• Weight – 0.34ct
  • Colour – 1PP (Argyle) Vivid (G.I.A.)
  • Clarity – SI1 (eye clean)

Set as part of a beautiful piece of jewellery, or simply to own as a treasured family heirloom, please speak with the team at Mondial about how you can take this amazing diamond home. Mondial believe this pink is one of the best 1PP rounds to be offered in the last 20 years.

* Please note images not to scale.

The 2014 Limited Edition Argyle Pink Diamond Ingot

A selection of precious Argyle Pink™ diamonds have been hand set into a limited collection of just 200 pink gold ingots, crafted by The Perth Mint.

Individually numbered and presented in a keepsake box, each Ingot is accompanied by a Certificate of Authenticity.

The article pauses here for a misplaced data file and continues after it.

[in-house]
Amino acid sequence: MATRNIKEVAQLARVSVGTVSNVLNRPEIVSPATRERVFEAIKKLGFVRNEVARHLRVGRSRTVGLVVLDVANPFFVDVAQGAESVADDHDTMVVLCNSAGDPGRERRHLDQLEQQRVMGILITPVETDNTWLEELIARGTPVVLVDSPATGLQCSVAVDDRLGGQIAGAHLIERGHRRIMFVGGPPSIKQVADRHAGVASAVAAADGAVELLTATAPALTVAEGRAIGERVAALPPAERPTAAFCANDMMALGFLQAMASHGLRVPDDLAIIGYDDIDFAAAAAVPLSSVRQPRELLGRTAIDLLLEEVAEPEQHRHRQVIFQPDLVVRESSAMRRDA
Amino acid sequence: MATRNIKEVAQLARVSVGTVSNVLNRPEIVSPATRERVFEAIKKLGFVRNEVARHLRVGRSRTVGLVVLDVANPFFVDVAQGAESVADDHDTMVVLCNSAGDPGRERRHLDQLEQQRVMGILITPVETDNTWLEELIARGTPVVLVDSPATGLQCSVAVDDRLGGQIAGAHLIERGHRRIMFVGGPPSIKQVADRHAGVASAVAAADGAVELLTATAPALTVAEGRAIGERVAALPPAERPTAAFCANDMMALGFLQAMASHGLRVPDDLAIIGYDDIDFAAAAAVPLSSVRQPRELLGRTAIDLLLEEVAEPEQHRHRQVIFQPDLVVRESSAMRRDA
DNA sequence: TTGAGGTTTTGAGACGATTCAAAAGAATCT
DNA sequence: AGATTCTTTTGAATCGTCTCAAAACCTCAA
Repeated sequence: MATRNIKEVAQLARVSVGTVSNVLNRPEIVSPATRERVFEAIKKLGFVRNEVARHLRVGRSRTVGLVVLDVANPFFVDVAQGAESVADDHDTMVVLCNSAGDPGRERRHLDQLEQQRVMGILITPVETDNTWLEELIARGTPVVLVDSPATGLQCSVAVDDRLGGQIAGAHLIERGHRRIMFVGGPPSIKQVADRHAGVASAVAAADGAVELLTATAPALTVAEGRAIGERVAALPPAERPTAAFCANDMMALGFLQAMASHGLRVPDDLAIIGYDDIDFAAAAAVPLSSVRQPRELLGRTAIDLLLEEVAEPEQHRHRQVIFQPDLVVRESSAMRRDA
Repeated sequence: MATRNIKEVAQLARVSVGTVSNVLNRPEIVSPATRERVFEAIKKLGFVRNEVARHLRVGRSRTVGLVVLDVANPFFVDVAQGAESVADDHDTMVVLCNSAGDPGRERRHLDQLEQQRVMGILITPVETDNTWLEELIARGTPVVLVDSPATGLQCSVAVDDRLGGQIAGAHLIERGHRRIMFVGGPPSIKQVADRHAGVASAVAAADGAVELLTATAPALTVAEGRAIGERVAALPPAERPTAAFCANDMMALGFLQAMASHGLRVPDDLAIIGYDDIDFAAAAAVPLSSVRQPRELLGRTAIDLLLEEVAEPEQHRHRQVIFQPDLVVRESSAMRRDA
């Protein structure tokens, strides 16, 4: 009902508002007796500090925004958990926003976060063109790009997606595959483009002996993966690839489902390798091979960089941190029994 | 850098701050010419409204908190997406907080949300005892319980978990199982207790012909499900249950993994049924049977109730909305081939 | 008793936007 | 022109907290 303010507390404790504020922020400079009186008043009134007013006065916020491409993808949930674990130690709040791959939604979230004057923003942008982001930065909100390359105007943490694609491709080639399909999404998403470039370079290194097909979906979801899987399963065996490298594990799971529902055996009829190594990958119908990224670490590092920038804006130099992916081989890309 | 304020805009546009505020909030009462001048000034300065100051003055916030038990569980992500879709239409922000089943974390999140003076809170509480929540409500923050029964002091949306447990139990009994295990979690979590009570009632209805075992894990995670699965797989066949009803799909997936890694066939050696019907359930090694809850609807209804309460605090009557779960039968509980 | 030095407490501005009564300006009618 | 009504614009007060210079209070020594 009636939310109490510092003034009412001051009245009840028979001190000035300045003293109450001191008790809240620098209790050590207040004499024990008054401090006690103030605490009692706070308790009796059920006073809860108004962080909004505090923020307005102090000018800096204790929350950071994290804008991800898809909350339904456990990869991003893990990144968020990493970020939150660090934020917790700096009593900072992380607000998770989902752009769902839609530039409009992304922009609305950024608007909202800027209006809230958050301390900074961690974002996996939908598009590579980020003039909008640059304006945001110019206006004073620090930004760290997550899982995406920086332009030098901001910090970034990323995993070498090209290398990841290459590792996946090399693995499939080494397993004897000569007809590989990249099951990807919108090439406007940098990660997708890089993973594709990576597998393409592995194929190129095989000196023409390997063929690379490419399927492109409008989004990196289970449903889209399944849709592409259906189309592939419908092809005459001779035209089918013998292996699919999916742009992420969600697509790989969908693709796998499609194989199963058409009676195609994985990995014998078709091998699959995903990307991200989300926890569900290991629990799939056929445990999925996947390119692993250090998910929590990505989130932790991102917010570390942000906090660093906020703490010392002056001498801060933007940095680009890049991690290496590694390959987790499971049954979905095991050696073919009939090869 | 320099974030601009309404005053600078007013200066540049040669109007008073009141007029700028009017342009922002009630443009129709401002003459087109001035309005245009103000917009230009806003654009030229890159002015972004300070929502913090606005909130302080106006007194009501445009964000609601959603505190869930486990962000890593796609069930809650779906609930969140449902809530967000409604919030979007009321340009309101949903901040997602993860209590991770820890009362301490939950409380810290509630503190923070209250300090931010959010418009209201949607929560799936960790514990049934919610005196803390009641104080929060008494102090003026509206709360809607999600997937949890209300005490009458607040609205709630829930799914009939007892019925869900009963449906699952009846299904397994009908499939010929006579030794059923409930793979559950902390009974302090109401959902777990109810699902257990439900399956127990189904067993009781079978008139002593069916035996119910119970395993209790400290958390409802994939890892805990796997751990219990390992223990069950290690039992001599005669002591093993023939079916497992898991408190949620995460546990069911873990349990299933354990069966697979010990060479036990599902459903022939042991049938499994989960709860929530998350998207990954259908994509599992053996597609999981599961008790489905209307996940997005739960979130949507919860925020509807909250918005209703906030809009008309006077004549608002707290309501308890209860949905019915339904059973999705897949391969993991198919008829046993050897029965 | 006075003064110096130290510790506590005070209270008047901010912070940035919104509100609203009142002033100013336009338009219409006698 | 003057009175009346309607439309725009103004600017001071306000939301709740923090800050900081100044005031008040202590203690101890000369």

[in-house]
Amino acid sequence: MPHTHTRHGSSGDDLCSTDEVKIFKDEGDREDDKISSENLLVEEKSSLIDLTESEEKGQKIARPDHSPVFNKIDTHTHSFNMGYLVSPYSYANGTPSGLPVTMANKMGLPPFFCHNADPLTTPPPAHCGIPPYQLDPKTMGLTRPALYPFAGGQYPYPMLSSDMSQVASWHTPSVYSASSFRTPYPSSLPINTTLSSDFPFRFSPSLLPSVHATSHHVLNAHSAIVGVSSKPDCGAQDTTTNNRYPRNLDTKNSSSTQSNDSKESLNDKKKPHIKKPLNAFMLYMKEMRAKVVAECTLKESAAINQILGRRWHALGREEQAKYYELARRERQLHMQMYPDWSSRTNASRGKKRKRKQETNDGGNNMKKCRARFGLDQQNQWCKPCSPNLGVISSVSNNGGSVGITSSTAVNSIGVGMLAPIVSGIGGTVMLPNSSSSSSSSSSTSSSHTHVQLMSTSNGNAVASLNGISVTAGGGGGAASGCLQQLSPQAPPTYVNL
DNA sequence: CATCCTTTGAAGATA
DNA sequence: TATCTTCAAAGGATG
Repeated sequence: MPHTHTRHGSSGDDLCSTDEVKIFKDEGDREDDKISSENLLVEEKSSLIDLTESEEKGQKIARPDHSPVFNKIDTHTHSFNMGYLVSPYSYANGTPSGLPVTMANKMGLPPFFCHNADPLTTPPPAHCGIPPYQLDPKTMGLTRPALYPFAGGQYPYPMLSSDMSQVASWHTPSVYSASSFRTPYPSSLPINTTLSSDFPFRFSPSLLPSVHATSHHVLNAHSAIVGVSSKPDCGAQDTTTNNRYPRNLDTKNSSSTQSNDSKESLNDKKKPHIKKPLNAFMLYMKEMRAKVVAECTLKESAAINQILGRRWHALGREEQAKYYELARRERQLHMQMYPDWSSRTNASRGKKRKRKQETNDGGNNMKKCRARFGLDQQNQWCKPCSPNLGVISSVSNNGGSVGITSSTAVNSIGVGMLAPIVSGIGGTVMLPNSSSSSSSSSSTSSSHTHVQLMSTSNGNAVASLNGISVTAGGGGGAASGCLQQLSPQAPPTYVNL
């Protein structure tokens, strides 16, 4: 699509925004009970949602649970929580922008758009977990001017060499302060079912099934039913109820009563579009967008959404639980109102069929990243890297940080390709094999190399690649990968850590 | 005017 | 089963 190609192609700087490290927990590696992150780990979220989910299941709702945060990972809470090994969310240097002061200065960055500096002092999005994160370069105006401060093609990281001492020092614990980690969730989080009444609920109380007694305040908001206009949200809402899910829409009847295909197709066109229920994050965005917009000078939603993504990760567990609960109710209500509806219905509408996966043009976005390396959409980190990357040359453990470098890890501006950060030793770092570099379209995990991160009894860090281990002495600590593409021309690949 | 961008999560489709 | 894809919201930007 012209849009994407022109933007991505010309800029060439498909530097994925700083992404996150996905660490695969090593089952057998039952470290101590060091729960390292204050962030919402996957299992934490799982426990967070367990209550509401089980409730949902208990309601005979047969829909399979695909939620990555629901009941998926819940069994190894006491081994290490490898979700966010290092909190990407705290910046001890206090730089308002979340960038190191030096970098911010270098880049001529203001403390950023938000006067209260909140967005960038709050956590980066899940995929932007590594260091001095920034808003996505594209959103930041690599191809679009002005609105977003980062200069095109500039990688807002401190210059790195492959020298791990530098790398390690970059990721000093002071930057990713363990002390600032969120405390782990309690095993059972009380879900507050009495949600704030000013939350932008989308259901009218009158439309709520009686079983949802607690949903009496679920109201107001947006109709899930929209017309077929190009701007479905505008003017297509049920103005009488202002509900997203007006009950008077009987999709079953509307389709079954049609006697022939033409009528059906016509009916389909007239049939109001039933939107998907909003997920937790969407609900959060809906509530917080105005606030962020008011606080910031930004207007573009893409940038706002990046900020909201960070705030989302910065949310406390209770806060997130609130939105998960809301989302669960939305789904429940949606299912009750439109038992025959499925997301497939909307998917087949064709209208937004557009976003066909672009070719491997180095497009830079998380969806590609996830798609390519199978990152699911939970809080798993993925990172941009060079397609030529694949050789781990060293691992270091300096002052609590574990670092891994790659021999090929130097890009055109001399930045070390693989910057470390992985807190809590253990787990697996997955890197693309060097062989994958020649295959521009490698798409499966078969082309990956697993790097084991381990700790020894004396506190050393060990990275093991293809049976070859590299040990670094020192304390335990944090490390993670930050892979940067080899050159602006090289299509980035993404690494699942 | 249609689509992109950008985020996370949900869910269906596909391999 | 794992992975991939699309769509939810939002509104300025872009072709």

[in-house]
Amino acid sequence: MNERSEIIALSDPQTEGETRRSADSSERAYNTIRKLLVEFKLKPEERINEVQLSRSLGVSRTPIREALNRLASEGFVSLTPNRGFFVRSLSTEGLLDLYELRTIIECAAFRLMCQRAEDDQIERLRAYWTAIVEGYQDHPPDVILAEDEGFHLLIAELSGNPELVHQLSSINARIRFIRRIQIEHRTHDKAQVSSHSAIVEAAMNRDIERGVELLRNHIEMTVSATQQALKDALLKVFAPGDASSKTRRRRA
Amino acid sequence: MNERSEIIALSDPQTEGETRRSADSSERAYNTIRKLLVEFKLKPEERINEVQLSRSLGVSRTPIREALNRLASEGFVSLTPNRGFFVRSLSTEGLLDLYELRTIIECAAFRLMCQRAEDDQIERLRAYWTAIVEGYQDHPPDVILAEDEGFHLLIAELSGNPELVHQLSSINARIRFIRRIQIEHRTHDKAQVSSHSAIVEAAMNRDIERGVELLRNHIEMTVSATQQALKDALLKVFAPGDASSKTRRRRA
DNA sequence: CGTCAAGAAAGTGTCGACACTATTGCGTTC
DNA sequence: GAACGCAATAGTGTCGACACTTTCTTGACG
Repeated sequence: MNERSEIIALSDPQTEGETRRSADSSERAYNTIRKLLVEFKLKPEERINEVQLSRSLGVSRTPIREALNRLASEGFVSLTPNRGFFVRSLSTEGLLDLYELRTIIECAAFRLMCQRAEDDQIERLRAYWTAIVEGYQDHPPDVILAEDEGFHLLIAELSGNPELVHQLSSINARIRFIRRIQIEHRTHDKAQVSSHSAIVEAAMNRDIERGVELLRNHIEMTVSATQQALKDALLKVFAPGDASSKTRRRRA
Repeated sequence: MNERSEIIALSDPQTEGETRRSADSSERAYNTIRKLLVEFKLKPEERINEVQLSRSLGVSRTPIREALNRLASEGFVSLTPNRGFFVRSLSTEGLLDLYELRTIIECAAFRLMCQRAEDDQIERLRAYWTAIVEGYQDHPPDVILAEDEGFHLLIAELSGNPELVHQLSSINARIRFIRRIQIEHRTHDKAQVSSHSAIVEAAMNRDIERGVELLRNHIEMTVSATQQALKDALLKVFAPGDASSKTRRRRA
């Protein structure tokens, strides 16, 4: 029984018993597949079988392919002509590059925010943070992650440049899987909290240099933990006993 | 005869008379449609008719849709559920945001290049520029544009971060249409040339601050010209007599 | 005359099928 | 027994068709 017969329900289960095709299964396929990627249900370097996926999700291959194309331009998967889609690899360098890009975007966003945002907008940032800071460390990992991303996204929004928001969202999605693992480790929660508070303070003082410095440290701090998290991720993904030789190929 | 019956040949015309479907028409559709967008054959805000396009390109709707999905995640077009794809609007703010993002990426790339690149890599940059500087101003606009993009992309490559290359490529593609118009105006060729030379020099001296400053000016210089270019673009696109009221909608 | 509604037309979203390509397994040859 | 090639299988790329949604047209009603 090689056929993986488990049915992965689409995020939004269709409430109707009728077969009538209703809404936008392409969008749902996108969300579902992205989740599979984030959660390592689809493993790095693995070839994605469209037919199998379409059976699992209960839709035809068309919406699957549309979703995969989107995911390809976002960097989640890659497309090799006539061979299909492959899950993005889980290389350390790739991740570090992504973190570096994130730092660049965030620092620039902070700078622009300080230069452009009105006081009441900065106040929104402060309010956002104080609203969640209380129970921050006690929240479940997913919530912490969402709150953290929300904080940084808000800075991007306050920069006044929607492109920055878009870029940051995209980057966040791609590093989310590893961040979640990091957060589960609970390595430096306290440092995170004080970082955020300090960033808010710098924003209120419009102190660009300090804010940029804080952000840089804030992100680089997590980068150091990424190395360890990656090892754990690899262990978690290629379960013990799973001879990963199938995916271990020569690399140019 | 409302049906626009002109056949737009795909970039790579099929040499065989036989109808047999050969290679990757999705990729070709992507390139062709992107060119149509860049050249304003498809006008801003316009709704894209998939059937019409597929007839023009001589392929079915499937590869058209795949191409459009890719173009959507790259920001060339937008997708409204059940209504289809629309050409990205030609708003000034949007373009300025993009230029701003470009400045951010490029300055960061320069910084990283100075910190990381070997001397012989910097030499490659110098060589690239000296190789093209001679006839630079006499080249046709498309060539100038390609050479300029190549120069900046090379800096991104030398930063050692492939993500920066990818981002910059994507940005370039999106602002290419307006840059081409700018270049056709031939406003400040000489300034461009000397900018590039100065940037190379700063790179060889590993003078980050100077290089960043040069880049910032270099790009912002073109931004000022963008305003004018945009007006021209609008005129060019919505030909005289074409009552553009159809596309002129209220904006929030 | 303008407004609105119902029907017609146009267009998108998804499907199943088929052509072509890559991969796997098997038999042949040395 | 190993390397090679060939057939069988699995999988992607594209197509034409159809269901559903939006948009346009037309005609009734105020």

The 2014 design pays homage to the provenance and extraordinary discovery of these precious gems. For more than a billion years, Argyle pink diamonds were hidden kilometres beneath the Earth’s surface.

First sighted glinting in an anthill in the mid 1980’s, the discovery was just a hint of the treasure waiting to be unearthed from what was to become the Argyle Diamond Mine.

SPECIFICATIONS:


The Ingot
  • 22 carat 1oz pink gold
  • One of only 200 worldwide, specially minted by The Perth Mint
  • Hand set with seven Argyle pink diamonds, approx total weight 0.11ct, average 6-8P/PP/PR
  • Each Ingot is individually numbered 001-200
  • Maximum measurements: 41.60mm x 24.60mm x 4.00mm
  • Minimum weight: 31.104gm

Note: While every effort has been made to achieve consistency, slight variations in the pink gold colour and pink diamond content should be expected due to the handcrafted nature of each ingot.

Packaging